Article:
Taoiseach defends lack of communication with Theresa May

‘We have each other’s mobile numbers,’ says Leo Varadkar

Taoiseach Leo Varadkar has defended his lack of contact with British prime minister Theresa May over the past six weeks. Photograph: Reuters/Yves Herman

Taoiseach Leo Varadkar has defended his lack of contact with British prime minister Theresa May over the past six weeks. Photograph: Reuters/Yves Herman

 

Taoiseach Leo Varadkar has defended his lack of contact with the British prime minister Theresa May for the past six weeks, despite the ongoing Brexit crisis and the suspended Belfast institutions.

Mr Varadkar said that he and Ms May had each other’s mobile numbers and could contact each other whenever they needed to.

“Currently the focus is on negotiations in Brussels and on the various cabinet meetings that are happening in the UK to determine what its position will be on the customs union, or a customs union partnership, and how that position might evolve,” he said.

A meeting “is under consideration for next week” if they are both in Sofia, Bulgaria at the same time.

But “the most useful conversation is the one which will be had once the British government has decided its position on the new customs arrangement”. Until then “it is very hard to make any particular progress at the moment”.

Fianna Fáil leader Micheál Martin, who raised the issue in the Dáil, believed it was probably the only time in the past quarter of a century that leaders on both sides went so long without speaking, particularly during such a period of crisis.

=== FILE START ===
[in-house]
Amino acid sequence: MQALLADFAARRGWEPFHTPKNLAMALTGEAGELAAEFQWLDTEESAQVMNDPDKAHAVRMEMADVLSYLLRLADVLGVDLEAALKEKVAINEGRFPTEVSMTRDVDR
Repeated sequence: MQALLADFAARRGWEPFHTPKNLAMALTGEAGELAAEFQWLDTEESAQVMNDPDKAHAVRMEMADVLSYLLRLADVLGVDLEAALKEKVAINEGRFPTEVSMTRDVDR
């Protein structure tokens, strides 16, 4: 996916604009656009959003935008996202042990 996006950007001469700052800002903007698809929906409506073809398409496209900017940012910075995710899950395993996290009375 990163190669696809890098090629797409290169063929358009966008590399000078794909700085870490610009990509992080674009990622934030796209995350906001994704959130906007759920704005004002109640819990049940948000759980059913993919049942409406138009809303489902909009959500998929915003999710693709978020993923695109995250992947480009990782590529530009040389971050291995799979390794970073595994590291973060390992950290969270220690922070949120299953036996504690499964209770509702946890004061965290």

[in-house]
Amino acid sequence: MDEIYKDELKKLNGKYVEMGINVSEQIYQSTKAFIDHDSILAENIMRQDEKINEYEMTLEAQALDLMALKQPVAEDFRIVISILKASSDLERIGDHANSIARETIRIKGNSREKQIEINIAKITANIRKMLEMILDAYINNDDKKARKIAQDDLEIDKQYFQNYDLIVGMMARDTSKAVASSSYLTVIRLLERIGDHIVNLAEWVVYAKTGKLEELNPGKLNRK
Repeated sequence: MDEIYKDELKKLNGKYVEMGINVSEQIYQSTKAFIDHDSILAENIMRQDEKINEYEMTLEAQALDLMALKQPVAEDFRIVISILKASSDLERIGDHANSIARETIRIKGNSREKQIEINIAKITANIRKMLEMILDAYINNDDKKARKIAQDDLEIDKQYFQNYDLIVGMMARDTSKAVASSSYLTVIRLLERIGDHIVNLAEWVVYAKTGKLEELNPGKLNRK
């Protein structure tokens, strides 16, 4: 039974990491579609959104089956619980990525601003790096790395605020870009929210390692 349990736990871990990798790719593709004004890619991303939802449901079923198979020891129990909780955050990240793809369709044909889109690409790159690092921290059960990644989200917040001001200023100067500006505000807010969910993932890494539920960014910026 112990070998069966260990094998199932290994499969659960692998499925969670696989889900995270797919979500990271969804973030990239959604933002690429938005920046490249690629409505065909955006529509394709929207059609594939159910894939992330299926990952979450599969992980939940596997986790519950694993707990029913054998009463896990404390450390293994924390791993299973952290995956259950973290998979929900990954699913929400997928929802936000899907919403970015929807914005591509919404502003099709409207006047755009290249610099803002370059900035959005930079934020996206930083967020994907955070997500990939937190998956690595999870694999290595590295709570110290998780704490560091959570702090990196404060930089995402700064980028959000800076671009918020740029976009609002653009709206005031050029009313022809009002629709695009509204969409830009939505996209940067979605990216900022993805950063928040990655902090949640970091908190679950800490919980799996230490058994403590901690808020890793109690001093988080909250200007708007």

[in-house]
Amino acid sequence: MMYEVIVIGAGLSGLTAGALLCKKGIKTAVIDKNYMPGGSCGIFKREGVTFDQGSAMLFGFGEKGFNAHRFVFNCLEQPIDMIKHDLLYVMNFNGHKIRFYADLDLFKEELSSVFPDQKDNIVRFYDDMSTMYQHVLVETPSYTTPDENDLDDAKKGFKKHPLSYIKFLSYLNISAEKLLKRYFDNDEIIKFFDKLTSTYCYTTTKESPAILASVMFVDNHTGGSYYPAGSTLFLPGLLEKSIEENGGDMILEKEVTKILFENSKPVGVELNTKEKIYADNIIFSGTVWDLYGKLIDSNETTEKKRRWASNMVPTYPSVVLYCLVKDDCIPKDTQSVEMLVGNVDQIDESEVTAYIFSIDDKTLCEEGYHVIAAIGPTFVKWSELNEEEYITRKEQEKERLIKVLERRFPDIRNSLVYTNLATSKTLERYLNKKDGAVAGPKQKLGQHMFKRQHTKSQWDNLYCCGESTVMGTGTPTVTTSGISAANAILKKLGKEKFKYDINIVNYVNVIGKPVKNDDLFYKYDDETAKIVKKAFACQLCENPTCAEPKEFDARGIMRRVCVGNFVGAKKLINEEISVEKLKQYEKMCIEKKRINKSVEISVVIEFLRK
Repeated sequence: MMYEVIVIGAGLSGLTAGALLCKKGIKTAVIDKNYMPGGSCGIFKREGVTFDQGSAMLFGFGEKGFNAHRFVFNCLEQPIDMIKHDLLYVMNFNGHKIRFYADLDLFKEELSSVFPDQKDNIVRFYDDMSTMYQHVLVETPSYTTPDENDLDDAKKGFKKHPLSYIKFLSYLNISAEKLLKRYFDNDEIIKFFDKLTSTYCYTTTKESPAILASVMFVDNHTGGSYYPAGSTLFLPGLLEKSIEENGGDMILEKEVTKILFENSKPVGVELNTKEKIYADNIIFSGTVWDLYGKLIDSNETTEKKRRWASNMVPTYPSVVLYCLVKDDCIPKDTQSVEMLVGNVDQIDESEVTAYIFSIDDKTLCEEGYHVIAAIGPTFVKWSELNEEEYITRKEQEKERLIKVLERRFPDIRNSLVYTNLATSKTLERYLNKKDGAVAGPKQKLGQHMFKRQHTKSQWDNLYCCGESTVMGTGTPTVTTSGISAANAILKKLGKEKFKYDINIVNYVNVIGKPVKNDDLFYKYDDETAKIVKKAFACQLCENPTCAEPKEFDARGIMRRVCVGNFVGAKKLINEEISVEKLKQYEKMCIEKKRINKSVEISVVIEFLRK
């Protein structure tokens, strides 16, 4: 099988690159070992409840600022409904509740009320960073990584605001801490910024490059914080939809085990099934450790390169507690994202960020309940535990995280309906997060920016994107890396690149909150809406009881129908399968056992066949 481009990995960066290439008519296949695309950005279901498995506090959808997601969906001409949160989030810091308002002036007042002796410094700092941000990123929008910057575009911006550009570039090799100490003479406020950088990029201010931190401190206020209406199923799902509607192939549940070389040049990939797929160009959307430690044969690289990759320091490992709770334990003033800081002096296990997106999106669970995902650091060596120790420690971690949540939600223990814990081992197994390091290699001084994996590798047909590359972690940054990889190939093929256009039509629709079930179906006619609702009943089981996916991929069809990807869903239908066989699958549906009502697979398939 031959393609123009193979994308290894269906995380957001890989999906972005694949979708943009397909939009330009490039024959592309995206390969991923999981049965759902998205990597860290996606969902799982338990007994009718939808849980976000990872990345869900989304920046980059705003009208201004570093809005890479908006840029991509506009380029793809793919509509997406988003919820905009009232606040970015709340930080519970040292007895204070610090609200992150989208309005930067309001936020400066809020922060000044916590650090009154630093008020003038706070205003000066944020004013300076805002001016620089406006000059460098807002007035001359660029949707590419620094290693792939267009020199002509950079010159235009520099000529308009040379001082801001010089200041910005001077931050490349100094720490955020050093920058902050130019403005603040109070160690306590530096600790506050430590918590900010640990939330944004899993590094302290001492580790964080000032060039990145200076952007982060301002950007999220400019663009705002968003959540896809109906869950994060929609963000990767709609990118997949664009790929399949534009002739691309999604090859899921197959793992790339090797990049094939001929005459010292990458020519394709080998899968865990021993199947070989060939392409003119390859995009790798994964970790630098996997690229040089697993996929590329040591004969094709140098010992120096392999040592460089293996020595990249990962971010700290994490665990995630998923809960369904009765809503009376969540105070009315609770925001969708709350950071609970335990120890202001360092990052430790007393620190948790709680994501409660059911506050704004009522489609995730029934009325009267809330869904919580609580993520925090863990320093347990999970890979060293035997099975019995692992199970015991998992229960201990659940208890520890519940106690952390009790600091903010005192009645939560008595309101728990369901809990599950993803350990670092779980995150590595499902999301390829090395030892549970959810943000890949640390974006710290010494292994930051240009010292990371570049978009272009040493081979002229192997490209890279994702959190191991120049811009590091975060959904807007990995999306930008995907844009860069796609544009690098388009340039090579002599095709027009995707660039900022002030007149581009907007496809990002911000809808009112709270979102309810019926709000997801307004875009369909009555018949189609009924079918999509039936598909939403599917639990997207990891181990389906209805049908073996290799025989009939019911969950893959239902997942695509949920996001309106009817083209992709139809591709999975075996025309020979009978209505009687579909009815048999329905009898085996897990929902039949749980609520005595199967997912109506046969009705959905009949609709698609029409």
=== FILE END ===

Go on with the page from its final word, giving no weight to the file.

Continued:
He expressed concern at the lack of communication, saying that the absence of the anti-Brexit majority in the North from any major discussions “causes damage every day”.

And he said it was very surprising given the threat posed by an absent Northern Executive, and by the British government’s refusal to establish consultation processes with Dublin over the suspension, that the Taoiseach had had no contact with Ms May.

‘No silver bullet’

Mr Martin, a former minister for foreign affairs, said the British-Irish intergovernmental conference should have been convened by now and the maximum use of the Belfast Agreement was imperative.

“Otherwise, elements of the agreement can fall into abeyance and that ultimately brings the agreement itself into disrepute,” he warned.

His call was echoed by Sinn Féin president Mary Lou McDonald who said that while it was “no silver bullet”, a forum was needed to provide a roadmap.

Green party Eamon Ryan said the lack of contact for six weeks was “remarkable” and he called on the Taoiseach to engage with the smaller parties including his own colleagues in the North.

“Relying on the big two” – the DUP and Sinn Féin – “is not clever at this time”, Mr Ryan said.

The Taoiseach said there was a lot of contact at official and political levels. He told Mr Ryan he welcomed forces in the North other than unionist or nationalist but said they had to have regard to parties’ mandate when organising meetings.